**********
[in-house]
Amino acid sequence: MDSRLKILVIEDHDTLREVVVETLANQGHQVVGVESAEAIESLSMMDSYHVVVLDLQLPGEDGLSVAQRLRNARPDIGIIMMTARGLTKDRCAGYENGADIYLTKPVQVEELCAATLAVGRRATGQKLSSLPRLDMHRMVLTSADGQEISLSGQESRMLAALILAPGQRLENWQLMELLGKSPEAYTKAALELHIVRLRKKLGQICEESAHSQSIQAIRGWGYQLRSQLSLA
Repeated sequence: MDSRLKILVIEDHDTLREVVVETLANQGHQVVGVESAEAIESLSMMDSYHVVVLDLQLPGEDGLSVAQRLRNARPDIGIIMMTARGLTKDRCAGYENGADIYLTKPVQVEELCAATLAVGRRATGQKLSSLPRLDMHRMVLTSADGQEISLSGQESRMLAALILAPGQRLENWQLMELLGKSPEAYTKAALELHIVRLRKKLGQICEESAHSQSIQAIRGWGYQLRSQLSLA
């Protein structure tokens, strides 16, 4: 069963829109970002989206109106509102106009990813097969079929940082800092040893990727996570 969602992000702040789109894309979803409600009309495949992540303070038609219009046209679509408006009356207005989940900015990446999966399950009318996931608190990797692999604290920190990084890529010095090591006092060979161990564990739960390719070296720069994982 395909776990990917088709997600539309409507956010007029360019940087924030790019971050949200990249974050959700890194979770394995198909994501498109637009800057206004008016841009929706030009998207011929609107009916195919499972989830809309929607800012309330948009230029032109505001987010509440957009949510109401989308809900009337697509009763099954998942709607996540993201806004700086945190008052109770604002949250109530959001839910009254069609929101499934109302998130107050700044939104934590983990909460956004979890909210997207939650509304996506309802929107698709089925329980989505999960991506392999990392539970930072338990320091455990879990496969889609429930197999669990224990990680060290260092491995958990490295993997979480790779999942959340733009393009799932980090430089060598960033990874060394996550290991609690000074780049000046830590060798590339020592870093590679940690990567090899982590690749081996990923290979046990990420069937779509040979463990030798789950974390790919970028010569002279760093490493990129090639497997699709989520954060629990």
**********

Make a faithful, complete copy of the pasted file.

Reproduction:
[in-house]
Amino acid sequence: MDSRLKILVIEDHDTLREVVVETLANQGHQVVGVESAEAIESLSMMDSYHVVVLDLQLPGEDGLSVAQRLRNARPDIGIIMMTARGLTKDRCAGYENGADIYLTKPVQVEELCAATLAVGRRATGQKLSSLPRLDMHRMVLTSADGQEISLSGQESRMLAALILAPGQRLENWQLMELLGKSPEAYTKAALELHIVRLRKKLGQICEESAHSQSIQAIRGWGYQLRSQLSLA
Repeated sequence: MDSRLKILVIEDHDTLREVVVETLANQGHQVVGVESAEAIESLSMMDSYHVVVLDLQLPGEDGLSVAQRLRNARPDIGIIMMTARGLTKDRCAGYENGADIYLTKPVQVEELCAATLAVGRRATGQKLSSLPRLDMHRMVLTSADGQEISLSGQESRMLAALILAPGQRLENWQLMELLGKSPEAYTKAALELHIVRLRKKLGQICEESAHSQSIQAIRGWGYQLRSQLSLA
């Protein structure tokens, strides 16, 4: 069963829109970002989206109106509102106009990813097969079929940082800092040893990727996570 969602992000702040789109894309979803409600009309495949992540303070038609219009046209679509408006009356207005989940900015990446999966399950009318996931608190990797692999604290920190990084890529010095090591006092060979161990564990739960390719070296720069994982 395909776990990917088709997600539309409507956010007029360019940087924030790019971050949200990249974050959700890194979770394995198909994501498109637009800057206004008016841009929706030009998207011929609107009916195919499972989830809309929607800012309330948009230029032109505001987010509440957009949510109401989308809900009337697509009763099954998942709607996540993201806004700086945190008052109770604002949250109530959001839910009254069609929101499934109302998130107050700044939104934590983990909460956004979890909210997207939650509304996506309802929107698709089925329980989505999960991506392999990392539970930072338990320091455990879990496969889609429930197999669990224990990680060290260092491995958990490295993997979480790779999942959340733009393009799932980090430089060598960033990874060394996550290991609690000074780049000046830590060798590339020592870093590679940690990567090899982590690749081996990923290979046990990420069937779509040979463990030798789950974390790919970028010569002279760093490493990129090639497997699709989520954060629990």